University of Pittsburgh, PA, USA; American University of Beirut, Lebanon; Mayo Clinic, Jacksonville, FL, USA; University Hospital of Heraklion, Medical School, University of Crete, Greece
aaDivision of Gastroenterology, Hepatology, and Nutrition, University of Pittsburgh, Pittsburgh, PA, USA (Jana G. Hashash, Filippos Koutroumpakis, Alyce M. Anderson, Claudia Ramos Rivers, Maaz Ahsan, Michael A. Dunn, Marc Schwartz, Dmitriy Babichenko, Gong Tang, David G. Binion); bDivision of Gastroenterology and Hepatology, American University of Beirut, Beirut, Lebanon (Jana G. Hashash, Mohammad Hosni); cDivision of Gastroenterology and Hepatology, Mayo Clinic, Jacksonville, FL, USA (Jana G. Hashash); ddDepartment of Gastroenterology, University Hospital of Heraklion, Medical School, University of Crete, Greece (Ioannis E. Koutroubakis, Eugenia Gkiaouraki)
Background Serum protein reflects albumin and globulin levels, both of which can be altered in inflammatory bowel disease (IBD). The implications of a high globulin fraction in IBD are unknown. We hypothesized that a high globulin fraction may function independently of albumin as a biomarker of disease severity in IBD patients over a multiyear period.
Methods This was an observational study from a prospective IBD registry of a tertiary care center. High globulin fraction was defined as an elevated globulin level >4 g/dL. Data collected included patient demographics, medication exposures, quality-of-life scores, disease activity, emergency department visits, telephone calls, hospitalizations, and IBD-related surgeries over a 4-year period. Comparisons between patients with a high globulin fraction and those without were performed using Pearson’s chi-squared, Student’s and Mann-Whitney tests. Multivariate analyses were used to assess the relationship between high globulin fraction and healthcare utilization.
Results A total of 1767 IBD patients with a 4-year follow up were included: 53.5% female, mean age 48.4±15.1 years, and 65.4% with Crohn’s disease. Of these patients, 446 (25.2%) presented with elevated globulin fraction. Patients with a high globulin fraction were more likely to be hospitalized during the study period. This result remained significant after multivariate analysis for both Crohn’s disease patients and those with ulcerative colitis.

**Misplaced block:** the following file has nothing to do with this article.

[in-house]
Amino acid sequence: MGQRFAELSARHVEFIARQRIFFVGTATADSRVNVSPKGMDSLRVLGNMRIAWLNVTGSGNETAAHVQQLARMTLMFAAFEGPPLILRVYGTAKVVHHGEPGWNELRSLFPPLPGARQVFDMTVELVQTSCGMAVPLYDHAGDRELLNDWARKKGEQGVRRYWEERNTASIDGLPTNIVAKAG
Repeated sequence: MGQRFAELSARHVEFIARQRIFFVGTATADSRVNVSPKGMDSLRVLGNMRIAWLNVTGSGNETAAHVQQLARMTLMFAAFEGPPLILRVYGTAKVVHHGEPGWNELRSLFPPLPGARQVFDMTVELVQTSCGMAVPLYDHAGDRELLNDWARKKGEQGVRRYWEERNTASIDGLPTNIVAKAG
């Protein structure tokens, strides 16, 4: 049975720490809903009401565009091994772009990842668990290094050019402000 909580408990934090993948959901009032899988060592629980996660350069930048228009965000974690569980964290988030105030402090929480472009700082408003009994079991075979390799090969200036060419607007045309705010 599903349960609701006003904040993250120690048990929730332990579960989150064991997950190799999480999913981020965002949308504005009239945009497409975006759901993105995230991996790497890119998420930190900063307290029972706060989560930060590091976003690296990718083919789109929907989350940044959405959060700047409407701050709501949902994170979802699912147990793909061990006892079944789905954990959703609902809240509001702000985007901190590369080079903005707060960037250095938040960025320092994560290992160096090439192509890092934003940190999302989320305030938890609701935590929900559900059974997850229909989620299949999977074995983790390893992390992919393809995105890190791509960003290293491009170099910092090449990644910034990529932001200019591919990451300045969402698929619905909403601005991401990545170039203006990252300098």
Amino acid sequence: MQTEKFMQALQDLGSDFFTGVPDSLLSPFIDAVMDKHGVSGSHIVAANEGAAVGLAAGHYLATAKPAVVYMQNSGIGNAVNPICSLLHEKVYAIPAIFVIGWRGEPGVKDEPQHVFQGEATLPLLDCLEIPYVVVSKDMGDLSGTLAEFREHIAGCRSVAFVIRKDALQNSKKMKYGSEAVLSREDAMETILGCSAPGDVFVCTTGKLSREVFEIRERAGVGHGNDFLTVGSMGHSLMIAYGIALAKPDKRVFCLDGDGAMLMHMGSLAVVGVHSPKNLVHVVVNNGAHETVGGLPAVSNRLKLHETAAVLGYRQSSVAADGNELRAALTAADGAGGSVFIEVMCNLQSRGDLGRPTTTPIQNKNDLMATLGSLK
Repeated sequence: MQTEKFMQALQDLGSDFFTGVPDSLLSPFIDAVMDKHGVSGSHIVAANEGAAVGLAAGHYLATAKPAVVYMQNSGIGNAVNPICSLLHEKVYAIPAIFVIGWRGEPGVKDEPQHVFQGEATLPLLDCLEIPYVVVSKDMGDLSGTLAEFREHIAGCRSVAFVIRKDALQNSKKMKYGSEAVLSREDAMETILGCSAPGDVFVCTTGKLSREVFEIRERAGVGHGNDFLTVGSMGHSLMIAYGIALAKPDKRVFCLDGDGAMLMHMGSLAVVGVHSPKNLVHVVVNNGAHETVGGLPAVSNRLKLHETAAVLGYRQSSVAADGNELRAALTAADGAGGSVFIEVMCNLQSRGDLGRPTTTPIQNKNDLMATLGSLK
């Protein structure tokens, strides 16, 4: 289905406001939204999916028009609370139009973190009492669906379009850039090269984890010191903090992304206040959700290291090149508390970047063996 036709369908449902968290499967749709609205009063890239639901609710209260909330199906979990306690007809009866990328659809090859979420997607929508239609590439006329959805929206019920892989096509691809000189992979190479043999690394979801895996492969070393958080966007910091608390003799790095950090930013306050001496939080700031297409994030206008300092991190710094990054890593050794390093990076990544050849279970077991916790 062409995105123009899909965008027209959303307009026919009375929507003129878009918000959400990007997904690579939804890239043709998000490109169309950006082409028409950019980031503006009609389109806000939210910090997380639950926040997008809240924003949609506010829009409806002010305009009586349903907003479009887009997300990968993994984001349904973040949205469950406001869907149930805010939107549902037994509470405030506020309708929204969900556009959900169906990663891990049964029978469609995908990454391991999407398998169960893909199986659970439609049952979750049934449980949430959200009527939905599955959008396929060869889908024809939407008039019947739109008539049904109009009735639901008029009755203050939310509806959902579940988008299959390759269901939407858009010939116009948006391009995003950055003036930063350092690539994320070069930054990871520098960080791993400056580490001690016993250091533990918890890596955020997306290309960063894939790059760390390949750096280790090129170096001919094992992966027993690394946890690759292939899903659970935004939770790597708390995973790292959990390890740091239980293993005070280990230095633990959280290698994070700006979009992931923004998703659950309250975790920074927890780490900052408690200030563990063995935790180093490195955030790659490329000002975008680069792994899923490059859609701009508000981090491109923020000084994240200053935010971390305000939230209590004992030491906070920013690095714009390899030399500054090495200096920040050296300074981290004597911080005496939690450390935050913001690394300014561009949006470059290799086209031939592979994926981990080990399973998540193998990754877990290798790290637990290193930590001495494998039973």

Conclusion A high globulin fraction is independently associated with greater disease severity and healthcare utilization in IBD patients, and may function as a routinely available biomarker of a more severe future disease trajectory.
Keywords Globulin, albumin, total protein, quality of life, inflammatory bowel disease
Ann Gastroenterol 2022; 35 (6): 609-617
The major forms of inflammatory bowel disease (IBD), Crohn’s disease (CD) and ulcerative colitis (UC), are characterized by chronic inflammatory injury to the gastrointestinal tract, leading to cumulative damage and organ dysfunction. In addition to bowel damage, chronic inflammation will often result in changes to routine blood laboratory values; these can include anemia and altered levels of serum proteins, which may rise or fall in the course of the disease . There is a growing body of evidence that albumin, particularly low levels of albumin, can function as a biomarker of gut inflammation severity, while also reflecting blood levels of antibody-based therapies, thus functioning as a proxy in therapeutic drug monitoring [2,3]. On the other hand, there has been less investigation regarding the elevation of certain serum proteins in IBD, specifically levels of immunoglobulin. Total serum protein (total protein) primarily reflects the cumulative sum of albumin and globulins, a readily available component of routine bloodwork used to monitor patients with IBD. The globulin fraction can be readily calculated by subtracting albumin from total protein and is an approximation of the quantitative globulin, which may not be as frequently assessed in IBD patient management.
Globulin fraction is not a single molecule, but instead, a combination of proteins, which include immunoglobulins as the major constituent . A high globulin fraction may reflect increased globulin production and/or increased humoral immune activity, which can be seen in cases of leukemia, multiple myeloma, autoimmune liver diseases, as well as autoimmune and chronic inflammatory illnesses including IBD. The clinical implications of a high globulin fraction in IBD are unknown.